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I am no longer active in this hobby for the foreseeable future. 
I will no longer maintain or update the website, but I will leave it accessible to the web for as long as possible (years).


Mark-8 Minicomputer
MOS Kim-1
Imsai 8080
TV Typewriter
The Digital Group

My Collection
Test Equipment
Model Rocketry


The Kenbak-1

The Kenbak-1 designed by John V. Blankenbaker and advertised in Scientific American in 1971, was dubbed the first commercially available personal computer by the Boston Computer Museum in 1987 (Now the Computer History Museum in Mountain View, CA). This award is argued by collector pinheads like myself to no end, but you must concede the the milestone this computer represented, regardless how it is otherwise classified. 

The Kenbak-1 preceded the first microprocessor based computers by a couple years, and was made entirely of small scale TTL integrated circuits--circuits that consisted mainly of a few gates per chip. Quite an accomplishment for the time. There are a total 132 chips on the main board, including the two 1024 bit shift register memories (organized as 256 eight-bit bytes).

The machine was designed as an educational tool, and was marketed to schools in the early 1970's. Only about forty were made, making this one of the most sought after collectables in the computer world. In recent years, several of these machines have surfaced and have sold to private collectors in private sales, and on ebay.

The Kenbak Replica

Recently, a couple friends of mine have made photographical and functional Kenbak-1 replicas with good success. I picked up this board from a collector friend, and I plan to assemble it as I have time. What you see here in the photos is everything I have as of this writing.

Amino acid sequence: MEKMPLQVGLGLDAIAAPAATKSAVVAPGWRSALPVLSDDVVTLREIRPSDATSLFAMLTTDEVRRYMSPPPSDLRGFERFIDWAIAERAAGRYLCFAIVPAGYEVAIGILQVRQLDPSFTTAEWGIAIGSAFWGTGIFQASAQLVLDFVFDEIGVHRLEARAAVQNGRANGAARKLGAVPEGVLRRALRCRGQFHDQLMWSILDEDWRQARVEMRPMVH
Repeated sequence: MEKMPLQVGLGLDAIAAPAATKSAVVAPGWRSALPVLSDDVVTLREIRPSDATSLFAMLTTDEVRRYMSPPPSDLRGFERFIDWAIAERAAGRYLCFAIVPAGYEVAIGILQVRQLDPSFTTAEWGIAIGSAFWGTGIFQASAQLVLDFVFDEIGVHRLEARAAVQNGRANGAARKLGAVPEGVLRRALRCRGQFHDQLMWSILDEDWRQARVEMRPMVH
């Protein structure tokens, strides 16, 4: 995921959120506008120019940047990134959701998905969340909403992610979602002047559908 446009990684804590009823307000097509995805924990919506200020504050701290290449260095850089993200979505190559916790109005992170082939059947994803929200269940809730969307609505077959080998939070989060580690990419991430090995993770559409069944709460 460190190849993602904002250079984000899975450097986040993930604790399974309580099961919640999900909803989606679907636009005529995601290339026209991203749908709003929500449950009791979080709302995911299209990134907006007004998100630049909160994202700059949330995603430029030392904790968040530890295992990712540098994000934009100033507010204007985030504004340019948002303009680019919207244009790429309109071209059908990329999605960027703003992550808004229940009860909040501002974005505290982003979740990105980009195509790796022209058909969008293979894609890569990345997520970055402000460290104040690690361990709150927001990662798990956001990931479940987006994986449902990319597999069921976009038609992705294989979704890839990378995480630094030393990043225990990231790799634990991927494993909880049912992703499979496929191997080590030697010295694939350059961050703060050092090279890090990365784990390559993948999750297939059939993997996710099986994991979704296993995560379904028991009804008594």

The hardest part is a self imposed one--I want to use historically accurate parts, from the actual time period. I am seeking TTL chips with date codes from 1972 or earlier. The 1402A memory chips that I have (See photo) are dated from 1980. I would like to find earlier version of them too. I do not plan to use IC sockets either, which means that I will have to carefully verify every chip before soldering it in place.

If you know of any source for old chips, please let me know! (I am willing to pull chips from old PC boards too!!)

I will update this page with my progress--expected to be very slow!

Kenbak-1 Links

KENBAK-1 Computer - Designer John Blankenbaker's own web page.
Vintage-Computer.com - Erik Klien's original Kenbak-1
Computer Museum of Nova Scotia - Has the largest known collection of these rare machines, SEVEN! Totally unfair! --Hey! Looks like he sold one! Maybe I have chance after all. :)
KenbakKit.com - Grant Stockly's beautiful recreation of the Kenbak, dubbed "Kenbak Series 2", very limited run. Get them while you can!
Thomas Jones's Kenbak Creation Story - Excellent information for a DIY recreation.

2008-05-13_kenbak_board 003bw.jpg (1016220 bytes)
My Kenbak PC Board -- Top

2008-05-13_kenbak_board 008bw.jpg (1036823 bytes)
My Kenbak PC Board -- Bottom

2008-05-13_kenbak_board 011a.jpg (1070630 bytes)
The very rare 1402A memory chip-in-a-can


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Copyright 2008 Bryan's Old Computers
Last modified:
October 16, 2009